I'd like to try using a kernel other than the one provided by my distro -- either from somewhere else, or as customized by me. Is this difficult or dangerous?

Where do I start?

1 Answer 1


Building a custom kernel can be time consuming -- mostly in the configuration, since modern computers can do the build in a matter of minutes -- but it is not particularly dangerous if you keep your current, working kernel, and make sure to leave that as an option via your bootloader (see step #6 below). This way, if your new one does not work, you can just reboot the old one.

In the following instructions, paths inside the source tree take the form [src]/whatever, where [src] is the directory you installed the source into, e.g. /usr/src/linux-3.13.3. You probably want to do this stuff su root as the source tree should remain secure in terms of write permissions (it should be owned by root).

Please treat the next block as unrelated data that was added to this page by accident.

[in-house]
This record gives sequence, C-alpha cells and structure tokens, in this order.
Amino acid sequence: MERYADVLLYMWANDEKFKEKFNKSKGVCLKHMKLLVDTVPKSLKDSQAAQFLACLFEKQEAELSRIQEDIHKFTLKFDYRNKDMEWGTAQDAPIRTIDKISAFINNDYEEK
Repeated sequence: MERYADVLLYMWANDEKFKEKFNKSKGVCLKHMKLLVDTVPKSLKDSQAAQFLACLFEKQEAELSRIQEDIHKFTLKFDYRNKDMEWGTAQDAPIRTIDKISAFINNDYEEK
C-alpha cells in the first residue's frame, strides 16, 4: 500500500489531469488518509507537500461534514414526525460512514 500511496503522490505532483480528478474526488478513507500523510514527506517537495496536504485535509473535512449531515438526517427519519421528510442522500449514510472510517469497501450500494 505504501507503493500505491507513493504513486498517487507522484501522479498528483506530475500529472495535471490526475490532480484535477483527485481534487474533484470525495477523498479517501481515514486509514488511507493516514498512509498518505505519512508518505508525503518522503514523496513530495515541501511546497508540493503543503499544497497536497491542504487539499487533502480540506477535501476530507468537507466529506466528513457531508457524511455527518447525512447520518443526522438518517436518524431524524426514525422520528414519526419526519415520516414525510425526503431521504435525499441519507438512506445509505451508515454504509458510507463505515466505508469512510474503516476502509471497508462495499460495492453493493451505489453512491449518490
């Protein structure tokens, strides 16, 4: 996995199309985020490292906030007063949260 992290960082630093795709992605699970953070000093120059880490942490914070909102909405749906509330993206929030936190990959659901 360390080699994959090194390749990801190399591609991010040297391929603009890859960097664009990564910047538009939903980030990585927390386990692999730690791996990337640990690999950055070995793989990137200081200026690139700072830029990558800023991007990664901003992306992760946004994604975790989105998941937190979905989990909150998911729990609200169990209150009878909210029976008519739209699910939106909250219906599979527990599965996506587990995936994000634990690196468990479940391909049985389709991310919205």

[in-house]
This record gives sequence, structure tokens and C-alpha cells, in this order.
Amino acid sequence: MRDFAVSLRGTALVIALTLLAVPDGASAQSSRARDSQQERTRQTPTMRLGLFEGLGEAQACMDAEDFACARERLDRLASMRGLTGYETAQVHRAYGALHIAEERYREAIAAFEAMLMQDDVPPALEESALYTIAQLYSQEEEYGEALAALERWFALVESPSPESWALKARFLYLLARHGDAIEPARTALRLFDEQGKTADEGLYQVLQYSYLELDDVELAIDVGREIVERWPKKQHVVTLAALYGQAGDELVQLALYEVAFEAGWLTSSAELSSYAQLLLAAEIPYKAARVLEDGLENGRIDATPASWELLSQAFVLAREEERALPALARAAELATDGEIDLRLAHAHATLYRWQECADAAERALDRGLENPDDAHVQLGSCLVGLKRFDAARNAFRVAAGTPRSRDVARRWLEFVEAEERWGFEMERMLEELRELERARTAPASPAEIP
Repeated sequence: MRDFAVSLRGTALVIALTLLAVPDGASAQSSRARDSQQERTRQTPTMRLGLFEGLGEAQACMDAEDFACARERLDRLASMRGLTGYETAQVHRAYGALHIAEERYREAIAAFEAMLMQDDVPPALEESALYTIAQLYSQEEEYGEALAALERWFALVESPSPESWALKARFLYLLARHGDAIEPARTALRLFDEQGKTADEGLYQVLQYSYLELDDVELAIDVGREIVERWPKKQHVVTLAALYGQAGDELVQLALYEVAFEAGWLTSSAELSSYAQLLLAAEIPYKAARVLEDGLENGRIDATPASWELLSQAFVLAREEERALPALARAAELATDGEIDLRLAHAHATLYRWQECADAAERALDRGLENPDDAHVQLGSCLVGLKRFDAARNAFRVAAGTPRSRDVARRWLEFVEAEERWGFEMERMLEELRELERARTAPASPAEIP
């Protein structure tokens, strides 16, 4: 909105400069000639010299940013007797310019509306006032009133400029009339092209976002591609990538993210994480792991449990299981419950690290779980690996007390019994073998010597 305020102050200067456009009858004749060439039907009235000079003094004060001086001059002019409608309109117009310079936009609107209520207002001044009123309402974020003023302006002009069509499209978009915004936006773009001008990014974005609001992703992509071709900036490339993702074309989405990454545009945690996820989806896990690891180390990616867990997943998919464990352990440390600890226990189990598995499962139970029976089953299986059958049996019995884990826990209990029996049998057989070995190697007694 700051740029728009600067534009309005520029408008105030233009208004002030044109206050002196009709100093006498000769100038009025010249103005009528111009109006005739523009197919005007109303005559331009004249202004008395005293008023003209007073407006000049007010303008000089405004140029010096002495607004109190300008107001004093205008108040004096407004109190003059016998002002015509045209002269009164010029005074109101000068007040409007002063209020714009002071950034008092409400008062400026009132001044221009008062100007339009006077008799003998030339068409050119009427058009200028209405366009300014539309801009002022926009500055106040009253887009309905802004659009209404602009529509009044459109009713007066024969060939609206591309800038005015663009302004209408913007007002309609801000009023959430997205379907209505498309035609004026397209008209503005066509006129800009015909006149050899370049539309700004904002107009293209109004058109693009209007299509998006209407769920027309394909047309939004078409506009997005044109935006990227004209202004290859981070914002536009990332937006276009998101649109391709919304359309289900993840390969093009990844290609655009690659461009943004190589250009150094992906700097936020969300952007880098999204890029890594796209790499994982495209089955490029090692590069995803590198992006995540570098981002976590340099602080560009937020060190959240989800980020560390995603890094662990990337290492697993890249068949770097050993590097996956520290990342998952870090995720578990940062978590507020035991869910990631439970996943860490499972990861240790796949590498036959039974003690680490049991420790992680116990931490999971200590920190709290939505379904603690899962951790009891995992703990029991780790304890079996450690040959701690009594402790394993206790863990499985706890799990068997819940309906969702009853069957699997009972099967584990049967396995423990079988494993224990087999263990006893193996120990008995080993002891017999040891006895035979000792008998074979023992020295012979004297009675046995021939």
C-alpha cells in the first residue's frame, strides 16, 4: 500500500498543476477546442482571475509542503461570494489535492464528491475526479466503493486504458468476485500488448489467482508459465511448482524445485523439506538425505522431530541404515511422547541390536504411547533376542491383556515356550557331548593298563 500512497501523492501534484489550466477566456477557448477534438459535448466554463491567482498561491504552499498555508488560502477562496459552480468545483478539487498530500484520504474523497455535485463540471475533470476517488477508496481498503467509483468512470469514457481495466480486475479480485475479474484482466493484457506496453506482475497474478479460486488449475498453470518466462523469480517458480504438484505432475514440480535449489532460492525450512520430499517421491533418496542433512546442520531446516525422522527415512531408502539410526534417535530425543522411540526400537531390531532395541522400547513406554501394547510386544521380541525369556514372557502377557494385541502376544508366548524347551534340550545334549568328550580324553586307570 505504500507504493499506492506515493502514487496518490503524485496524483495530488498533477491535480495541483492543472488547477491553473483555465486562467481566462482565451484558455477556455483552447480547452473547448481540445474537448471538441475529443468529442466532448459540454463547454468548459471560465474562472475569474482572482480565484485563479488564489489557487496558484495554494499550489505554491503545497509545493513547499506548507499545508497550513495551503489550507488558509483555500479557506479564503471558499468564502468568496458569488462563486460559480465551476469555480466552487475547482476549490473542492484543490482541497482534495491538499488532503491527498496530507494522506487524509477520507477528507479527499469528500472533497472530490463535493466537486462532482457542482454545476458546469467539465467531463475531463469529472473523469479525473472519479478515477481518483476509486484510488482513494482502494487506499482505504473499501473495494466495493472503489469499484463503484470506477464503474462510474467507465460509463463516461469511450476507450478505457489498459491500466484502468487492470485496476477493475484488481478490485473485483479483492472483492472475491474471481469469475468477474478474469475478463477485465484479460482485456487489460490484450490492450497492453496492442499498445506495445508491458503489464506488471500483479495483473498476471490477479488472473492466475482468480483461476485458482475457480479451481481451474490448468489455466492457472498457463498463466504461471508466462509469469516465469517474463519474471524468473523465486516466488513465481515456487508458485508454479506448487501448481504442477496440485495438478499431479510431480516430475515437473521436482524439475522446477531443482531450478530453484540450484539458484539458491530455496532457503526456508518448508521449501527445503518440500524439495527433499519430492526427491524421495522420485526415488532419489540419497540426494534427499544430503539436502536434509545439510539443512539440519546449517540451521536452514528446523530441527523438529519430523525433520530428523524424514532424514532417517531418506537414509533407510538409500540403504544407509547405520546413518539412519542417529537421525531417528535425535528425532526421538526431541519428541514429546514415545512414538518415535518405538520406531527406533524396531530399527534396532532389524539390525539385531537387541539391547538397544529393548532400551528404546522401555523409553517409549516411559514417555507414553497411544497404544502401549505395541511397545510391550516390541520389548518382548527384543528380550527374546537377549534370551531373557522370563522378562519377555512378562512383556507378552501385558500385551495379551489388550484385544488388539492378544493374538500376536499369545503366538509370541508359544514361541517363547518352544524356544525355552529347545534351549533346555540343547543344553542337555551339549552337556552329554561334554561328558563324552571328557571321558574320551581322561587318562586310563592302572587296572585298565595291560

While some of the steps are optional, you should read them anyway as they contain information necessary to understanding the rest of the process.

  1. Download and unpack the source tarball.

    These are available from kernel.org. The latest ones are listed on the front page, but if you look inside the /pub/ directory, you'll find an archive going all the way back to version 1.0. Unless you have special reason to do otherwise, you are best off just choosing the "Latest Stable". At the time of this writing, this is a 74 MB tar.xz file.

    Once the tarball is downloaded, you need to unpack it somewhere. The normal place is in /usr/src. Place the file there and:

    tar -xJf linux-X.X.X.tar.xz

    Note that individual distros usually recommend you use one of their source packages instead of the vanilla tree. This contains distro specific patches, which may or may not matter to you. It will also match the kernel include headers used to compile some userspace tools, although they are most likely identical anyway.